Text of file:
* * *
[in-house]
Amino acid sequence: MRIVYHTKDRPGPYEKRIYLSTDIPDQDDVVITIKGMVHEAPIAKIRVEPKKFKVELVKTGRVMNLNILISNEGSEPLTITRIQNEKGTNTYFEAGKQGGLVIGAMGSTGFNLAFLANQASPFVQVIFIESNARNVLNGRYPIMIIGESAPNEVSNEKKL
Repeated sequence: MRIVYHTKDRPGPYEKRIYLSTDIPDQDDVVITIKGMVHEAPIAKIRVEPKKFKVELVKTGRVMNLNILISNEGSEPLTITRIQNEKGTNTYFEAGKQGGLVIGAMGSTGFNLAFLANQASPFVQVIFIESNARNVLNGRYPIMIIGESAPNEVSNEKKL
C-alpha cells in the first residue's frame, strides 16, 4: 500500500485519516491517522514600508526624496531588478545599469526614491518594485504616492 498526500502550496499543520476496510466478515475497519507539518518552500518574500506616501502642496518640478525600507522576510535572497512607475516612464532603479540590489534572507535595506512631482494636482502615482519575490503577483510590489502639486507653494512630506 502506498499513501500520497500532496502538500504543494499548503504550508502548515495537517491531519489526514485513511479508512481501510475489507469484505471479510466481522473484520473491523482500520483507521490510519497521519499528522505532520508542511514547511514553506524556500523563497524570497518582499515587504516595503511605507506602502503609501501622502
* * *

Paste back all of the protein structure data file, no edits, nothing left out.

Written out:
[in-house]
Amino acid sequence: MRIVYHTKDRPGPYEKRIYLSTDIPDQDDVVITIKGMVHEAPIAKIRVEPKKFKVELVKTGRVMNLNILISNEGSEPLTITRIQNEKGTNTYFEAGKQGGLVIGAMGSTGFNLAFLANQASPFVQVIFIESNARNVLNGRYPIMIIGESAPNEVSNEKKL
Repeated sequence: MRIVYHTKDRPGPYEKRIYLSTDIPDQDDVVITIKGMVHEAPIAKIRVEPKKFKVELVKTGRVMNLNILISNEGSEPLTITRIQNEKGTNTYFEAGKQGGLVIGAMGSTGFNLAFLANQASPFVQVIFIESNARNVLNGRYPIMIIGESAPNEVSNEKKL
C-alpha cells in the first residue's frame, strides 16, 4: 500500500485519516491517522514600508526624496531588478545599469526614491518594485504616492 498526500502550496499543520476496510466478515475497519507539518518552500518574500506616501502642496518640478525600507522576510535572497512607475516612464532603479540590489534572507535595506512631482494636482502615482519575490503577483510590489502639486507653494512630506 502506498499513501500520497500532496502538500504543494499548503504550508502548515495537517491531519489526514485513511479508512481501510475489507469484505471479510466481522473484520473491523482500520483507521490510519497521519499528522505532520508542511514547511514553506524556500523563497524570497518582499515587504516595503511605507506602502503609501501622502